Earning or learning? The impact of relaxing shop opening hours restrictions on youth employment, education and earnings
Simon Bensnes and
Working Paper Series from Department of Economics, Norwegian University of Science and Technology
Many countries have recently removed or relaxed restrictions on shop opening hours. If deregulation increases job opportunities for unskilled young people it may affect incentives to make education investments. This paper studies the impact of deregulation of shop opening hours on youth employment, schooling decisions and subsequent earnings. We use a national reform in shop opening hour restrictions in Norway in 1985 to provide quasiexperimental evidence by exploiting that the bite of the reform varied considerably across municipalities. We find that increased potential opening hours substantially reduced the average probability to graduate from high school and especially so for the group of students with less educated parents. These students also experienced a reduction in completed years of education and some earnings reduction in adulthood. Combined with the finding that deregulation increased employment of 16-24 year old workers in the retail sector by 12% on average, the evidence is consistent with the view that opportunity cost of study time is an important determinant of human capital investments.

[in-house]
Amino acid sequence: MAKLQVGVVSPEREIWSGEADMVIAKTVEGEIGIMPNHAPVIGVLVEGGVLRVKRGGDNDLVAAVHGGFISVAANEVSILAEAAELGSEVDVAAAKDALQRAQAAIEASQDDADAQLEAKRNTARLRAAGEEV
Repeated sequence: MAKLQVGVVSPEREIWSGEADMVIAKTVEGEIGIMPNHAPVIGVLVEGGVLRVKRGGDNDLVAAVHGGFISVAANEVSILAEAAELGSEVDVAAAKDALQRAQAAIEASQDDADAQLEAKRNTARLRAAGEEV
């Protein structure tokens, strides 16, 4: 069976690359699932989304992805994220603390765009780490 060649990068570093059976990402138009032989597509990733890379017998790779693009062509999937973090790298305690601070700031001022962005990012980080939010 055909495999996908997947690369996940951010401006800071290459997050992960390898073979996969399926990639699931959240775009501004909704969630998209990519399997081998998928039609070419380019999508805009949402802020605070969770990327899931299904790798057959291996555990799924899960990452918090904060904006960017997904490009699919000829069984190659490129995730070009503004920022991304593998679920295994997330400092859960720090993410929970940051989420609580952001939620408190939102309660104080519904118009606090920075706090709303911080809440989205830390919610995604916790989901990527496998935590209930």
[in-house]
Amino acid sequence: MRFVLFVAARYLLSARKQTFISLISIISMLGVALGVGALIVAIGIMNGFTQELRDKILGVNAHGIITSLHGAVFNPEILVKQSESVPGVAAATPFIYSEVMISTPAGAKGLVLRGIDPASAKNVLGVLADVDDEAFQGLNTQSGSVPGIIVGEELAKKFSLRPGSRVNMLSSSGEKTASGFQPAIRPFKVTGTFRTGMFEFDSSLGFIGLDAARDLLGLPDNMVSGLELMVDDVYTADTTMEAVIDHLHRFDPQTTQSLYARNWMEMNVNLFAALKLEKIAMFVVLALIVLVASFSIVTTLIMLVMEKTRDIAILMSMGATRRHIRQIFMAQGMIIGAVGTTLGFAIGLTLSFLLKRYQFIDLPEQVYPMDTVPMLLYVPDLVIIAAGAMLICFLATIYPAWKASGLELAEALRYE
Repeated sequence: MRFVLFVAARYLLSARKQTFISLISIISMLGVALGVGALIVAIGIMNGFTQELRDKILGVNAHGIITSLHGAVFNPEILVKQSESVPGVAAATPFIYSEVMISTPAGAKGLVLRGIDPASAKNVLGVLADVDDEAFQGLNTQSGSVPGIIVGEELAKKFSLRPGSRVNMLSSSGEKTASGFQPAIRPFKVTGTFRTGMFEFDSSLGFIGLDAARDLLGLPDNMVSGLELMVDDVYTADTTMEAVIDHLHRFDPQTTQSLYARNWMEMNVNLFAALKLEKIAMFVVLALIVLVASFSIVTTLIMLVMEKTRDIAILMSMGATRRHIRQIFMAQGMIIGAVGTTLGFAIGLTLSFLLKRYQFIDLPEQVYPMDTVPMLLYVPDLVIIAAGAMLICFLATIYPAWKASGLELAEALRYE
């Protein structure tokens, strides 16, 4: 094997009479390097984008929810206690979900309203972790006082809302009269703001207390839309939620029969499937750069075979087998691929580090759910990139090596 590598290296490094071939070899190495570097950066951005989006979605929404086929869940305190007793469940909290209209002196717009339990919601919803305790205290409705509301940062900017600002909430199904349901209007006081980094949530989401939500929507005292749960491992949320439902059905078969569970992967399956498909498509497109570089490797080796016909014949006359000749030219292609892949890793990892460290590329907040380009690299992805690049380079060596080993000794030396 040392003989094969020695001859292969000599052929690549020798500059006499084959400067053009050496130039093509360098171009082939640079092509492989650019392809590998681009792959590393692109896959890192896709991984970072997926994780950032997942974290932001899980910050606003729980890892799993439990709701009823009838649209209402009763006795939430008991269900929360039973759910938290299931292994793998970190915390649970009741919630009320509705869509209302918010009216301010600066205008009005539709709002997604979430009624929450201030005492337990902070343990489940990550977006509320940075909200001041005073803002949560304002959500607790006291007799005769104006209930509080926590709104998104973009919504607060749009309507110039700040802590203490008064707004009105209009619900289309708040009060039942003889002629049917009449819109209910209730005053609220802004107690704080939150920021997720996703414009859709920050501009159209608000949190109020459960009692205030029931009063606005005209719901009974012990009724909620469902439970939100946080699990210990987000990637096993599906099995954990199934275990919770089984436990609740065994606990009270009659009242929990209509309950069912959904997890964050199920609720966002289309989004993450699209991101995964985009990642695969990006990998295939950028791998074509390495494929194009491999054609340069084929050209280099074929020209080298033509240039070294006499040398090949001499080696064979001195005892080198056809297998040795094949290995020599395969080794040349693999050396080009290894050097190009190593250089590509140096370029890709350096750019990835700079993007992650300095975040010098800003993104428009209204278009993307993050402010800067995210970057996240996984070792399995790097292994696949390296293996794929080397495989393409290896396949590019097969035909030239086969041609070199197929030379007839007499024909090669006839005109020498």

Keywords: high school graduation; earnings; employment; deregulation; opening hours (search for similar items in EconPapers)
JEL-codes: J24 (search for similar items in EconPapers)
Pages: 61 pages
New Economics Papers: this item is included in nep-edu, nep-eur and nep-ure
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Persistent link: https://EconPapers.repec.org/RePEc:nst:samfok:16515
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